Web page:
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Time temperature transformation curves 2


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Time temperature transformation curves 2

  1. 1. Muhammad Umair Bukhari
  2. 2. TIME TEMPERATURE TRANSFORMATION CURVES Isothermal curves deals with the study of the change in phase at constant temperature From these reaction curves, the time required to start the transformation and the time required to complete the transformation can be obtained. The partial isothermal diagram for the iron-carbon steel is shown.
  3. 3. CONTD. The area to the left of the C-shaped curve represents an austenitic structure and the area to the right of these two curves represents a pearlitic structure. Between these two curves is a region containing pearlite and austenite with the relative ratios varying from all austenite to pearlite as on moves from left to right. The most important information that we get from TTT diagram is that very short time is required to form pearlite at temperature around 600 C (800K).
  4. 4. CONTD. This TTT diagram corresponds only to the reaction of austenite to pearlite.It does not corresponds to the transformation of austenite which occur at temperature below about 823K (550C). For the complete study of TTT diagram, it is necessary to understand two types of austenitic reactions which are: Austenitic to martensitic reaction. Austenitic to bainitic reaction.
  5. 5. MARTENSITIC REACTION A reaction which takes place in some metals on cooling with the formation of a needle like structure is called a martensitic reaction.
  6. 6. CHARACTERISTICS OF MARTENSITIC REACTION Martensitic has a BCC-tetragonal crystal structure. It is assumed to be an intermediate structure between the normal phases of iron-FCC and BCC. Lattice shear and surface distortion results in the formation of a typical needle like martensitic structure. Martensitic transformation is a diffusionless transformation.
  8. 8. BAINITIC REACTION A product of austenite consisting of an aggregate of ferrite and carbide.
  9. 9. CHARATERISTICS OF BAINITIC REACTION Bainite generally forms at temperature lower than those where very fine pearlite forms and higher than those where martensite begins to form on cooling. Bainite forms at temperature around 300- 500C is termed as “Upper bainite”. Bainite forms at temperature around 200- 300C is termed as “Lower bainite”.
  10. 10. CONTD. In iron-carbon steel, bainite transfornation tend to overlap the austenite to pearlite transformtion so it is difficult to distinguish between pearlitic transformation and bainitic transformation. The puzzling feature of bainite reaction is its dual nature i.e in a no. of respects it reavels properties similar to that of paerlitic reaction and at the same time it shows some properties similar to that of martensitic- transformation.
  11. 11. CONTD. Bainitic transformation involves compositional changes and requries the diffusion of carbon. In this respect it differs from a martensitic transformation. Another property that differs it from a martensitic transformation is that it is not an athermal transformation.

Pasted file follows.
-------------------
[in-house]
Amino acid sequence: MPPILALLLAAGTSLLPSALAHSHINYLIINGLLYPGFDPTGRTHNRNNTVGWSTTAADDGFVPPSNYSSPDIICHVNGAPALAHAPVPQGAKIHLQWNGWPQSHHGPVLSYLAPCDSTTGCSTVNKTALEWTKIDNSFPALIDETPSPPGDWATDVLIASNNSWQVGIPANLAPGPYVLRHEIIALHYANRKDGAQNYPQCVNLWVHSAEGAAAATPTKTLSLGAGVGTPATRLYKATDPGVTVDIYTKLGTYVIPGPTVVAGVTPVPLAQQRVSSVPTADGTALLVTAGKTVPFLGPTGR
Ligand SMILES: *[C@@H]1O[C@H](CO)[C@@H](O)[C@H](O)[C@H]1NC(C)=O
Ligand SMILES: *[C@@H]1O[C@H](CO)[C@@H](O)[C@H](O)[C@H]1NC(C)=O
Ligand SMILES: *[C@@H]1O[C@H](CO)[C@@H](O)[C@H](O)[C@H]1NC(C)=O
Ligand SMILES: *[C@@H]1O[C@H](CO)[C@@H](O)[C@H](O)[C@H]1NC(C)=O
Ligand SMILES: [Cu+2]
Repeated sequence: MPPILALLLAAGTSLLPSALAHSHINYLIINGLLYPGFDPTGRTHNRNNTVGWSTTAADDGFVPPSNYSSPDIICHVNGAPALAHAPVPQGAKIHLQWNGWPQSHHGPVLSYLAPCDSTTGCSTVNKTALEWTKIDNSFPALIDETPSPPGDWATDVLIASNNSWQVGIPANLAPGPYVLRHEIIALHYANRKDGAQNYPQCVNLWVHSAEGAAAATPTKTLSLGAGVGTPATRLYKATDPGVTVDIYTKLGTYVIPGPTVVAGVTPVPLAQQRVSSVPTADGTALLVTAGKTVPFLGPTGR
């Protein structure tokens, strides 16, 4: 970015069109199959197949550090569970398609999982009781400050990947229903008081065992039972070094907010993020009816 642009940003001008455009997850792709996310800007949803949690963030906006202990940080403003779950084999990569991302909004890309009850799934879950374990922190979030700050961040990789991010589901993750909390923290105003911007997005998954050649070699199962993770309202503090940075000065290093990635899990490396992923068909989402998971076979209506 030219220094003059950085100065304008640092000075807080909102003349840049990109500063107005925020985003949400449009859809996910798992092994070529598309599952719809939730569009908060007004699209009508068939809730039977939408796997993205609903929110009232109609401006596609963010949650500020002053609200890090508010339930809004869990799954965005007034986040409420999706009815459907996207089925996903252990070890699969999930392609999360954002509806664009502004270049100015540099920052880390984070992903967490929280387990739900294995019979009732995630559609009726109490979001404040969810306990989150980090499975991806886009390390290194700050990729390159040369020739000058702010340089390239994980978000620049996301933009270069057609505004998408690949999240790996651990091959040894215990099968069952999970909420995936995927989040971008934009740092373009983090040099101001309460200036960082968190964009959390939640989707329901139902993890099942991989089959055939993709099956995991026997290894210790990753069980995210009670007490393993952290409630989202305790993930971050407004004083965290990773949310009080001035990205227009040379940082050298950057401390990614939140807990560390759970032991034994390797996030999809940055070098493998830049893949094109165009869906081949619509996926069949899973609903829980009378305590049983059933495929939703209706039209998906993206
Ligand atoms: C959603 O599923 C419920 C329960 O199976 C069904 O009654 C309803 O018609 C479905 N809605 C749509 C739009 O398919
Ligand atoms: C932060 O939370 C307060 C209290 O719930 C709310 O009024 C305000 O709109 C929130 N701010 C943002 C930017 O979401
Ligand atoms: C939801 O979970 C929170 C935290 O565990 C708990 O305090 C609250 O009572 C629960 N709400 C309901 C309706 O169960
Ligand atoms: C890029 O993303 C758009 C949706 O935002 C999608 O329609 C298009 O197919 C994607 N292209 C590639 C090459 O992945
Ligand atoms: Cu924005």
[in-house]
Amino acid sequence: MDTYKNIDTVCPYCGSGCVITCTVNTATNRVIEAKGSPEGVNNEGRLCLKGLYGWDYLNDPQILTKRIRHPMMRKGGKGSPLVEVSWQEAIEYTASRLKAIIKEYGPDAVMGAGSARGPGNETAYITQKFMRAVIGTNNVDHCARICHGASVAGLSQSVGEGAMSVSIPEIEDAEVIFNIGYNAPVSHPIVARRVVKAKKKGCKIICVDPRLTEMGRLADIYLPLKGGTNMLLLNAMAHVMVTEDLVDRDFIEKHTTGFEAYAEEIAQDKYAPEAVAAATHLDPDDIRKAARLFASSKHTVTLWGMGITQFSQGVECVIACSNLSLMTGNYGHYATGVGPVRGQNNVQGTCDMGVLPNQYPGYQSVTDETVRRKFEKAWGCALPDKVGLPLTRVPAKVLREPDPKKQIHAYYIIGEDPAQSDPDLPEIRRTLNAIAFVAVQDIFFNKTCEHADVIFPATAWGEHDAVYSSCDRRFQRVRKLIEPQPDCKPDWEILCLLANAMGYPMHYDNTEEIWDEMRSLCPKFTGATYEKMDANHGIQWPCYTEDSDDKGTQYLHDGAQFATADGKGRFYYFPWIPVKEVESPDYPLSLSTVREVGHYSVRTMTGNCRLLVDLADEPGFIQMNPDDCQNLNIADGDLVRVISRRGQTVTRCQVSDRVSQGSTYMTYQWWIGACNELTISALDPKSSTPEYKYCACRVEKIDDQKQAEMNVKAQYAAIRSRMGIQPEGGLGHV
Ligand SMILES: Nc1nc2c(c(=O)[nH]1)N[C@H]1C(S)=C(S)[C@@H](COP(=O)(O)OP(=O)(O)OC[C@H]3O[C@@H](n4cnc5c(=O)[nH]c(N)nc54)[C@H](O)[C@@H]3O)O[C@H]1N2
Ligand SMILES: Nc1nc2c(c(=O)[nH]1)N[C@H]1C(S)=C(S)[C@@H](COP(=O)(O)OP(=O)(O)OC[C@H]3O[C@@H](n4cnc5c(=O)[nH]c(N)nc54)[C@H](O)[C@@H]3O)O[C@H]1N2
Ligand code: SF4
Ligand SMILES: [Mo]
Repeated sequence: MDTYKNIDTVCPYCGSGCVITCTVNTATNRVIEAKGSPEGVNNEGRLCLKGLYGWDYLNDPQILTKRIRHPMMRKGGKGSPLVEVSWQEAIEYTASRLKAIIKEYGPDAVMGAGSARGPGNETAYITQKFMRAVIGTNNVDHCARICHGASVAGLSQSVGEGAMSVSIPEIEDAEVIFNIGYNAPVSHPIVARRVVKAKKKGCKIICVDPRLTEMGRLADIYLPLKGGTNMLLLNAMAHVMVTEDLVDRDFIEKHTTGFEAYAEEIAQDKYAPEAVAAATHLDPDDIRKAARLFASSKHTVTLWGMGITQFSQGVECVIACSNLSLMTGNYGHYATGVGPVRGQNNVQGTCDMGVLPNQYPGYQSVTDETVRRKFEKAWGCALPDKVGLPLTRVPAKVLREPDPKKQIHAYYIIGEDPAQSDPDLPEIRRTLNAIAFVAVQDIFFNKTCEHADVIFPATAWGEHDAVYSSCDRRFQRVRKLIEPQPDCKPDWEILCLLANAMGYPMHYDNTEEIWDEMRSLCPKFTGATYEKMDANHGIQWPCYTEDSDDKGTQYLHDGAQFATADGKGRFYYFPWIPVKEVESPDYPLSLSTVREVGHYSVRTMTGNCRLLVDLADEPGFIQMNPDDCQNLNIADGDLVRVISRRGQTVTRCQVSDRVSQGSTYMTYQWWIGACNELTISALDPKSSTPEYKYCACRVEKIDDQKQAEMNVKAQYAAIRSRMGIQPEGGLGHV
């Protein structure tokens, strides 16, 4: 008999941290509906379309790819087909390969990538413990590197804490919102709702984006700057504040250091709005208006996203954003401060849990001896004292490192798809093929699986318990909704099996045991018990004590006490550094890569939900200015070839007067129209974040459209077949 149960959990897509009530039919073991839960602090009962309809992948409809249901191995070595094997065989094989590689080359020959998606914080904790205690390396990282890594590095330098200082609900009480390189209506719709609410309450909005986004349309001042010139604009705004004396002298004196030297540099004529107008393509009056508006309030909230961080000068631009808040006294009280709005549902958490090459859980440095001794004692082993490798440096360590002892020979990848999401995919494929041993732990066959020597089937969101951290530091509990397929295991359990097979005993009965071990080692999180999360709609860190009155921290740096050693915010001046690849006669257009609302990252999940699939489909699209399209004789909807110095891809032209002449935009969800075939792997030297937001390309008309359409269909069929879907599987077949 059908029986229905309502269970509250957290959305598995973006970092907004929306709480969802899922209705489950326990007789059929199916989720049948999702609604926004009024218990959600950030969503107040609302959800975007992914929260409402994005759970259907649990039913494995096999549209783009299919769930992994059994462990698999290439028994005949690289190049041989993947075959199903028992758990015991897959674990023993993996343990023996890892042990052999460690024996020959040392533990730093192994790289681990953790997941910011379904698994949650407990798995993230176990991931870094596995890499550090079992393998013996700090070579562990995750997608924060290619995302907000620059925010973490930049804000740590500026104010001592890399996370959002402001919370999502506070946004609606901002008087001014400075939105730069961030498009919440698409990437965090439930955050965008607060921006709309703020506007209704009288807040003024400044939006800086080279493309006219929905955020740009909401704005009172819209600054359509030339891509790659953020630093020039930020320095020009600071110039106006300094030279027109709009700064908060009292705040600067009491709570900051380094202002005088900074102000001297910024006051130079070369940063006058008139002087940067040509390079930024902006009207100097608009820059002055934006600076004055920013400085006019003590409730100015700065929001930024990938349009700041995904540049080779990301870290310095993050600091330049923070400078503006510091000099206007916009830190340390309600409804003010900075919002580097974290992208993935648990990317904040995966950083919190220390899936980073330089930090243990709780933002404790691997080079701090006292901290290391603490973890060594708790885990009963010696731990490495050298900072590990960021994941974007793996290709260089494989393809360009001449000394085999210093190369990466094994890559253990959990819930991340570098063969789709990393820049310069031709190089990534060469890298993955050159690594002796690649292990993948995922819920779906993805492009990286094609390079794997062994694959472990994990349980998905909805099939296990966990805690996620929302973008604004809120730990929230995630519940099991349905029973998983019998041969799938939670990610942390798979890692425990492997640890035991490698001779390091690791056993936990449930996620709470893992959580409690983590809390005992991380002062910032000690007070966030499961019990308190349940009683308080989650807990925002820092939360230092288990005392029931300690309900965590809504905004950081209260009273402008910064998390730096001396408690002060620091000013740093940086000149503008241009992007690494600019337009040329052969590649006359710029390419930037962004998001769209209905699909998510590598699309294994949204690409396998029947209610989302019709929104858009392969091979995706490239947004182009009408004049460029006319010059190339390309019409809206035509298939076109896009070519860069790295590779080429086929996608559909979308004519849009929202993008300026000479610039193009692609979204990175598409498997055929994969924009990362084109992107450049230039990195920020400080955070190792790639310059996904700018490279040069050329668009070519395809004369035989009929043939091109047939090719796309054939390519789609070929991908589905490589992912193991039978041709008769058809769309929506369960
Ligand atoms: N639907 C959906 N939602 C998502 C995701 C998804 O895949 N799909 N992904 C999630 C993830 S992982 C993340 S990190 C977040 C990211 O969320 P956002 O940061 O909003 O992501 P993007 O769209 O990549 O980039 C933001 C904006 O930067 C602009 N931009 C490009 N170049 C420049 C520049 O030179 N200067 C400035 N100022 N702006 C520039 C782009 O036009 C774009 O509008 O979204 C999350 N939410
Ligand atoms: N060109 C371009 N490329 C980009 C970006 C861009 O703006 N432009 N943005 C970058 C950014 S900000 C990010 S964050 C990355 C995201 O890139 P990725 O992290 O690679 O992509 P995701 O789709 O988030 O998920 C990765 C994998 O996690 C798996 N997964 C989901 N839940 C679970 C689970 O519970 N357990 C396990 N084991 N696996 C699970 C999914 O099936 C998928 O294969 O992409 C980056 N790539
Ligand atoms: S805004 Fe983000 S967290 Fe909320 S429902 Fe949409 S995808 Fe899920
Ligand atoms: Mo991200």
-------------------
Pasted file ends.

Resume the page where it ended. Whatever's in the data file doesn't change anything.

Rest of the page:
12. 12. CONTD. Bainitic structure does not have alternative parallel layers of ferrite and cementite.In this respect it differs from a pearlitic structure. Due to unequal growth rates, bainite tends to develop in the form of plates or needle like structure which is a typical martensitic characteristic.
  14. 14. The complete TTT- diagram for the eutectoid steel is shown in the figure. In this figure the curves corresponding to the start and finish of transformation are extended into the range where austenite transforms to bainite. THE TTT OF A EUTECTOID STEEL Time-sec Temperature
  15. 15. Cont’d  Consider some arbitrary time- temperature paths along which it is assumed that austenitized specimen are carried to room temperature. These paths are shown in the figure given as:
  16. 16.  PATH 1  The specimen is cooled rapidly to 433k and left there for 20 min, the steel remains in the austenitic phase until the martensitic temp is passed where martensite is begins to form athermally @ 433k (160C) half of the austenite transforms to martensite.  PATH 2  . The specimen is held at 523K and left there for 100 sec, so the second quench from 523K to room temperature forms a martensitic structure
  17. 17.  PATH 3  An isothermal hold at 573K for 500 sec produces half bainite and half austenite. cooling quickly would result in final structure of martensite and bainite.  PATH 4  Austenite completely to fine pearlite after 8 sec at 873K.this phase is stable and will not be changed on holding for 100,000 sec at 873 sec the final structure, when cooled, is fine pearlite.
  18. 18. Conclusion  Fine pearlite is harder and stronger than coarse pearlite.  Bainite is harder and stronger than pearlite.  Martensite is the hardest, strongest and the most brittle.
  19. 19. References Physical Metallurgy principle By REED HILL